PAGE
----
Batman Returns

Game director Sefton Hill on design, review scores and getting some sunshine.

Batman: Arkham City is finished, and a tired Rocksteady Studios can emerge from its development bunker and catch some rays. Launch is imminent, and the team is excitedly awaiting your reaction to what is expected to be one of the biggest games of the year.

Ahead of his developer session at Eurogamer Expo 2011, game director Sefton Hill chatted to Eurogamer to discuss Arkham City design decisions, reveal just how important review scores can be, and offer his thoughts for the future.

Eurogamer: Batman is finished. Can you go on holiday now?

Sefton Hill: It's been a hectic last nine months, where we've been pushing towards the end. With Arkham City it's been, if anything, a lot more ambitious than the first one. We've worked harder. We've worked longer. We didn't want to rest on our laurels and do something similar. We wanted to push ourselves again. I always felt we were still improving when we were finishing the first game. So we set ourselves this goal of taking Batman into Gotham City. It turned out to be a lot of hard work. It's been worth it, but it has meant I haven't seen any sunshine for about nine months.

We have a few things. We are still working on some unannounced DLC stuff at the moment. That's keeping us busy. So we're not completely done, but the main game is done, which is great. We will keep watching the forums. The community is important to us, so we look at what they like, what they didn't like. And there is some scope to fix any issues that come up as well, any exploits people find in challenge maps or whatever, through normal patching. But, to be honest, with this game we've done a phenomenal amount of testing and I'm happy with the game we've got.

Eurogamer: Do you care about review scores?

Sefton Hill: It's hard not to. Only because what you don't know is how people are going to take it. I don't care about every individual review score, but it's great to have everyone behind the game and enjoying the game. In a sense you can't help but feel it validates your work. But at the same time, if everyone turned around and said they didn't like it, that would probably hurt a bit and I would probably just convince myself they were wrong. I guess they do when people are saying it's good, and if they don't like it, I'll convince myself I don't.

Eurogamer: Did the critical acclaim and success of the first game put pressure on you when it came to making the sequel? Does that affect you in any way?

"With this game we've done a phenomenal amount of testing and I'm happy with the game we've got."

Sefton Hill, game director, Batman: Arkham City

Sefton Hill: It definitely does add a lot of pressure. There are good sides and bad sides to it. It's great to know when you're working late nights and weekends it's something people are going to play and they're really anticipating. It gives you extra motivation to know what you're doing is worthwhile. I say that, working in games is awesome anyway, so I'm not complaining in any way. But obviously if you know people are eagerly waiting for something, you feel the responsibility, but it also motivates you to make it as good as it can be as well.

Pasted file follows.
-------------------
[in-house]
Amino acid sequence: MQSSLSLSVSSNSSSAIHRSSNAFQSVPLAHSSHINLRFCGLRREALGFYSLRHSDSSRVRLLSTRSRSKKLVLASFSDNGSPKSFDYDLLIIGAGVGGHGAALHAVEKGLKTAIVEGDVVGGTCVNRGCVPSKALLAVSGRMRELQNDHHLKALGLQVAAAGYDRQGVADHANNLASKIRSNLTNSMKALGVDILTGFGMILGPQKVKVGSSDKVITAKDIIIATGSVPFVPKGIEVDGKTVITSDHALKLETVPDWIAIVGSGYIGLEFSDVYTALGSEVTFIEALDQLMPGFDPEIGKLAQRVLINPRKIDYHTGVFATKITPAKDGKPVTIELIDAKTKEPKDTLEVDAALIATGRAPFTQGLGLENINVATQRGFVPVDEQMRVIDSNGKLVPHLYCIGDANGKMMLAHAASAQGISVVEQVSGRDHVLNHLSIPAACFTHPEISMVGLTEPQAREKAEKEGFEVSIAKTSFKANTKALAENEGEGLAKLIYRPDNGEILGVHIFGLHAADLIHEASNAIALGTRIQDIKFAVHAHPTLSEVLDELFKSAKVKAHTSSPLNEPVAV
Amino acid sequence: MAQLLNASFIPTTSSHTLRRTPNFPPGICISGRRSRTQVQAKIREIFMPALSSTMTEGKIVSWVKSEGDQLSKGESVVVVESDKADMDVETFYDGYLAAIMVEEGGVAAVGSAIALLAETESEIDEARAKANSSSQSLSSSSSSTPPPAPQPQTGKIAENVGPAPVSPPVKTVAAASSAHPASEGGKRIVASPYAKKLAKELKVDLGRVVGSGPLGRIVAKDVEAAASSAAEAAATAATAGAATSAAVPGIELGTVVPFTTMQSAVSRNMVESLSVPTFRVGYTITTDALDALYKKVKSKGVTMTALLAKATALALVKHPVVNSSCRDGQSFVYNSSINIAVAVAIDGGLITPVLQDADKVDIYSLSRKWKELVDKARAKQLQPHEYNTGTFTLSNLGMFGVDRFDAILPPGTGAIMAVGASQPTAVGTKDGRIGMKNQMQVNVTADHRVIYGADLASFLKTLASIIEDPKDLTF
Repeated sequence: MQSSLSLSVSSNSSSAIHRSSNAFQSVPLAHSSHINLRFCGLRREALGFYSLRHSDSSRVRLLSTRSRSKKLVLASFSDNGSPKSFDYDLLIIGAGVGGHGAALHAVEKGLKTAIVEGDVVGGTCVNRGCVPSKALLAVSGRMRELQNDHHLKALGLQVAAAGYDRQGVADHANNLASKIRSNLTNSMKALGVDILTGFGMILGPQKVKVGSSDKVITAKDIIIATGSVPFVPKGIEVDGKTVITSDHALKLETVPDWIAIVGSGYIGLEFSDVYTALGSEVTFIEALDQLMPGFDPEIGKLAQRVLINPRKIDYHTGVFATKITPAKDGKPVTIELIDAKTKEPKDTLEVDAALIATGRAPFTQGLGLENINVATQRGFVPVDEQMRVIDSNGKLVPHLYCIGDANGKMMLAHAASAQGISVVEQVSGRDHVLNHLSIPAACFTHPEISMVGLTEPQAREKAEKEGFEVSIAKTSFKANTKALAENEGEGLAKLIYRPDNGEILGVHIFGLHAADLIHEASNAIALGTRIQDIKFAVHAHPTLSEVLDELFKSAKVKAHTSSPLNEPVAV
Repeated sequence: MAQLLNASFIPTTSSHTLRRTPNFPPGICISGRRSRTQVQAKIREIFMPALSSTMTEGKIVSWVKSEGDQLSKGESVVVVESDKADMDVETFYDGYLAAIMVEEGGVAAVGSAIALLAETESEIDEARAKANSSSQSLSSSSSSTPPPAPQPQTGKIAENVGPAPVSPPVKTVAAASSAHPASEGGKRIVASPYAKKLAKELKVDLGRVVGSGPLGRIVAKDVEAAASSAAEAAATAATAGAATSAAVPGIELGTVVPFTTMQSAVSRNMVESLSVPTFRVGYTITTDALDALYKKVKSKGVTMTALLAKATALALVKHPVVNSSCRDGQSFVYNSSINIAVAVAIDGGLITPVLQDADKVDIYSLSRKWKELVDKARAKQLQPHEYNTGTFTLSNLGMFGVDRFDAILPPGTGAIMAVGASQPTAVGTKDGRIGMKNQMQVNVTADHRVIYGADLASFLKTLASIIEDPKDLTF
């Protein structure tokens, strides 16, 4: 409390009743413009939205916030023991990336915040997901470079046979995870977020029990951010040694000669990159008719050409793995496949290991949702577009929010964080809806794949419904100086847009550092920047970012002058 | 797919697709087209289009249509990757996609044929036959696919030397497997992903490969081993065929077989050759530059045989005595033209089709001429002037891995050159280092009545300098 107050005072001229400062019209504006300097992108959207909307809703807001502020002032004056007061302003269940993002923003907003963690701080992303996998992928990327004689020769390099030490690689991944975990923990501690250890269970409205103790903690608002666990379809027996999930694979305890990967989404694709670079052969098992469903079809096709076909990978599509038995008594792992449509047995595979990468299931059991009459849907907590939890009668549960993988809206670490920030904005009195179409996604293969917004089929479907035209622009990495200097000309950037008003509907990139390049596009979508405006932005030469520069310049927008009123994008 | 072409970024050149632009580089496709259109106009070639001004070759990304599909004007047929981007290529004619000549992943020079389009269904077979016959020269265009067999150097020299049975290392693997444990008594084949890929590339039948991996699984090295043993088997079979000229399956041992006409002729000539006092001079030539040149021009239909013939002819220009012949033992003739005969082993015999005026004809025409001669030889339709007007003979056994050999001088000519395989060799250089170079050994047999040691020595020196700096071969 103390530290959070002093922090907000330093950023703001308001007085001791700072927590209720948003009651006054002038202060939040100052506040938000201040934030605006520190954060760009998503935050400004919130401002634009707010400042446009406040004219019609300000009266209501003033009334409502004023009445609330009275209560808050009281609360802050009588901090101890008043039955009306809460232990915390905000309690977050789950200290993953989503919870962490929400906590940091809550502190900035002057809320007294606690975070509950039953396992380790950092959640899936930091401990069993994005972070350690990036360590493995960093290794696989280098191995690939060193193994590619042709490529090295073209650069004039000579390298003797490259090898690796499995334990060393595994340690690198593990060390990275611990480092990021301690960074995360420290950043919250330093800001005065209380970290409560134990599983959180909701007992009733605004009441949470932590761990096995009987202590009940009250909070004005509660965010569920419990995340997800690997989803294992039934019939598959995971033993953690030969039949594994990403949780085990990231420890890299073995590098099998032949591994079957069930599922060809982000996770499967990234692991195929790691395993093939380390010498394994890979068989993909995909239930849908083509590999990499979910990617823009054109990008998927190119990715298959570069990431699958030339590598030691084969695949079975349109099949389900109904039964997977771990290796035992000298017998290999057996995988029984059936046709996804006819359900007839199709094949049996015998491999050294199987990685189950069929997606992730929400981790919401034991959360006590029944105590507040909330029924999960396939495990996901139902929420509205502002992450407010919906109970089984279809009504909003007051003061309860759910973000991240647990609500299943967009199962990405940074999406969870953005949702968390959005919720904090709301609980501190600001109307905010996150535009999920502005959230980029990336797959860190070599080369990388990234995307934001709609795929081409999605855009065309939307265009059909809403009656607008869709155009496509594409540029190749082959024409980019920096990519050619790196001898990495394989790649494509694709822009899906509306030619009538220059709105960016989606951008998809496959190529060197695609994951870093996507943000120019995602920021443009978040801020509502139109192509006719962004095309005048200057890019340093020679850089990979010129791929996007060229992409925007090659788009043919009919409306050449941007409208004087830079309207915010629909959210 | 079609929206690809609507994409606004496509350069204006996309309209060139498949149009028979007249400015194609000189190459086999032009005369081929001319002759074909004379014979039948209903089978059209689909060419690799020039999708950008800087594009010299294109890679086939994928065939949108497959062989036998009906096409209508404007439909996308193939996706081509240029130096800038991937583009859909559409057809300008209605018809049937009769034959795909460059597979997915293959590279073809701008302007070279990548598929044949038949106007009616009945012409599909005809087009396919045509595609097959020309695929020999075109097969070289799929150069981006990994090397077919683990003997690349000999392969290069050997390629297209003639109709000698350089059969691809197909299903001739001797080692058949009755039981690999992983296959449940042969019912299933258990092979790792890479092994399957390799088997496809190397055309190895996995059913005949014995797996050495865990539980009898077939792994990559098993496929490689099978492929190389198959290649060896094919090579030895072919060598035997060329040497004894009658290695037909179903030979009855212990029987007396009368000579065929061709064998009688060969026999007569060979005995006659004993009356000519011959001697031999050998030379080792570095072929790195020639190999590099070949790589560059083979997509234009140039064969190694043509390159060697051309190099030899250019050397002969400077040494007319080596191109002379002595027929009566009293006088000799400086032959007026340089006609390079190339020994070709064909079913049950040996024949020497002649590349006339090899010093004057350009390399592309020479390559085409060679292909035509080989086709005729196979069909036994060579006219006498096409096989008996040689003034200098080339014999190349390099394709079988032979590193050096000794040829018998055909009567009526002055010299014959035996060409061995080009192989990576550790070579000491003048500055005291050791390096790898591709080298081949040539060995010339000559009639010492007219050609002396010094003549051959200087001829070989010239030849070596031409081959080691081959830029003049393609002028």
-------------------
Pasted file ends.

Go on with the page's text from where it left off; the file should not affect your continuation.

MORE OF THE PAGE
Having said that, my attitude for most of the development was to put that out of my mind and always make decisions that are about making the best game we can make. I'm firmly of the belief you have to make the game you want to play. I want to make the Batman game I want to play, that gets me excited and gets us passionate as a developer.

Then other people will see and feel that passion when they play it. I don't believe in second guessing what the mass market want. Maybe that works for some people, but it's never worked for me. Our methods are: what do we want to play? What's the most exciting Batman game we could play? Right, let's make that, and hope that passion comes across and other people will pick that up and enjoy that. That was our attitude on the first one and our attitude on this one. If you stop and worry too much about it, it would drive you properly insane.

Eurogamer: Batman looks great. Is hardware at the stage where you're able to implement ideas without a concern for tech and horsepower, or does it still impact upon you realising ideas and features?

Sefton Hill: It definitely affects things in terms of, it's not easy. Creating Arkham City has been a tremendous technical undertaking. Our engine teams, optimisation teams, art teams and design teams have had to do a phenomenal amount of work to get this game to run and optimise it and run at a solid 30 frames a second throughout, while creating such a richly detailed city. So it's definitely not easy. And it does impact things to the extent that it's a challenge.

But when we first sat down and we said, what do we want to do with this game, we'd put all these ideas on the table about what we thought would make the best Batman game, and all those ideas are in the game. We didn't take things off. Huge credit to the technical team, who said, look, we'll make it happen. You design the best game you can think of and we will work hard to make that happen. Those guys did a phenomenal job with that. All credit to them because there are a lot of technical achievements in there we'd never done before and taken on. Our attitude has always been to make the best game we can possibly make. We don't do technology just for the sake of technology. The technology was always to create this living breathing city.

So I guess the answer is, no, it didn't change the design. But yes it was bloody tough.

EGTV travels to the home of Batman: Arkham City - Rocksteady Studios.

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